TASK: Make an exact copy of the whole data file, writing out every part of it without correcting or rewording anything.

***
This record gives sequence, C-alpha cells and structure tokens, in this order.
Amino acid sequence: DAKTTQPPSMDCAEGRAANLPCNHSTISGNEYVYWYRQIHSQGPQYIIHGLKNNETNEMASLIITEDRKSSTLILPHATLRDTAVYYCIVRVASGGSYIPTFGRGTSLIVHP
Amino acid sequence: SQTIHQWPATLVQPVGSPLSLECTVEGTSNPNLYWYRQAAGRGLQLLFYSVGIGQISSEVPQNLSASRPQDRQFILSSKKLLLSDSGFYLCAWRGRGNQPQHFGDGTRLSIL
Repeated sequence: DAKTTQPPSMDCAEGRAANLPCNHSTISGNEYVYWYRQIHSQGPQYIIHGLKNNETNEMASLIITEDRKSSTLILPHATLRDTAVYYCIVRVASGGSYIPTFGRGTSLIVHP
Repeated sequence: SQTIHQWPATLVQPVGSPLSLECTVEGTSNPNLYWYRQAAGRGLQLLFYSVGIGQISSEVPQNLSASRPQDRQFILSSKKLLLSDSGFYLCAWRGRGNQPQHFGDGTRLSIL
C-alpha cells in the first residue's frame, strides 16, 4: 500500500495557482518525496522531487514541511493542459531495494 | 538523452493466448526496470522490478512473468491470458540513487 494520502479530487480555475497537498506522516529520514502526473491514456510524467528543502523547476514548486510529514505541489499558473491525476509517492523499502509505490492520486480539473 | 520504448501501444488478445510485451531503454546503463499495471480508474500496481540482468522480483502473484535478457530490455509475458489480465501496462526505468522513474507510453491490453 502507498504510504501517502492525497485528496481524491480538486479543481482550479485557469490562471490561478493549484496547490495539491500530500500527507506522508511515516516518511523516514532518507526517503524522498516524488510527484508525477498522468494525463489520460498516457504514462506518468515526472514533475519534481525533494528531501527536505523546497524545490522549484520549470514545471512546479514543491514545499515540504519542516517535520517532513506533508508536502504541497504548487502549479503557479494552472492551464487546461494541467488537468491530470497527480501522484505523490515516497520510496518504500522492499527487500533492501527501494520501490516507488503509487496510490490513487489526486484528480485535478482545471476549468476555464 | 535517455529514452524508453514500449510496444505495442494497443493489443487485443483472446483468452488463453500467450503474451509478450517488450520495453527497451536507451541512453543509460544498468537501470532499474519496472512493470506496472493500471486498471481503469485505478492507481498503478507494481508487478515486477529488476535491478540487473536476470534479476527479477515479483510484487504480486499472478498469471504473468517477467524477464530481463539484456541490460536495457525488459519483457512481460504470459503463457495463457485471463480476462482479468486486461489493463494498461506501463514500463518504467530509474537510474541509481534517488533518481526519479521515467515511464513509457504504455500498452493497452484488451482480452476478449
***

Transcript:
This record gives sequence, C-alpha cells and structure tokens, in this order.
Amino acid sequence: DAKTTQPPSMDCAEGRAANLPCNHSTISGNEYVYWYRQIHSQGPQYIIHGLKNNETNEMASLIITEDRKSSTLILPHATLRDTAVYYCIVRVASGGSYIPTFGRGTSLIVHP
Amino acid sequence: SQTIHQWPATLVQPVGSPLSLECTVEGTSNPNLYWYRQAAGRGLQLLFYSVGIGQISSEVPQNLSASRPQDRQFILSSKKLLLSDSGFYLCAWRGRGNQPQHFGDGTRLSIL
Repeated sequence: DAKTTQPPSMDCAEGRAANLPCNHSTISGNEYVYWYRQIHSQGPQYIIHGLKNNETNEMASLIITEDRKSSTLILPHATLRDTAVYYCIVRVASGGSYIPTFGRGTSLIVHP
Repeated sequence: SQTIHQWPATLVQPVGSPLSLECTVEGTSNPNLYWYRQAAGRGLQLLFYSVGIGQISSEVPQNLSASRPQDRQFILSSKKLLLSDSGFYLCAWRGRGNQPQHFGDGTRLSIL
C-alpha cells in the first residue's frame, strides 16, 4: 500500500495557482518525496522531487514541511493542459531495494 | 538523452493466448526496470522490478512473468491470458540513487 494520502479530487480555475497537498506522516529520514502526473491514456510524467528543502523547476514548486510529514505541489499558473491525476509517492523499502509505490492520486480539473 | 520504448501501444488478445510485451531503454546503463499495471480508474500496481540482468522480483502473484535478457530490455509475458489480465501496462526505468522513474507510453491490453 502507498504510504501517502492525497485528496481524491480538486479543481482550479485557469490562471490561478493549484496547490495539491500530500500527507506522508511515516516518511523516514532518507526517503524522498516524488510527484508525477498522468494525463489520460498516457504514462506518468515526472514533475519534481525533494528531501527536505523546497524545490522549484520549470514545471512546479514543491514545499515540504519542516517535520517532513506533508508536502504541497504548487502549479503557479494552472492551464487546461494541467488537468491530470497527480501522484505523490515516497520510496518504500522492499527487500533492501527501494520501490516507488503509487496510490490513487489526486484528480485535478482545471476549468476555464 | 535517455529514452524508453514500449510496444505495442494497443493489443487485443483472446483468452488463453500467450503474451509478450517488450520495453527497451536507451541512453543509460544498468537501470532499474519496472512493470506496472493500471486498471481503469485505478492507481498503478507494481508487478515486477529488476535491478540487473536476470534479476527479477515479483510484487504480486499472478498469471504473468517477467524477464530481463539484456541490460536495457525488459519483457512481460504470459503463457495463457485471463480476462482479468486486461489493463494498461506501463514500463518504467530509474537510474541509481534517488533518481526519479521515467515511464513509457504504455500498452493497452484488451482480452476478449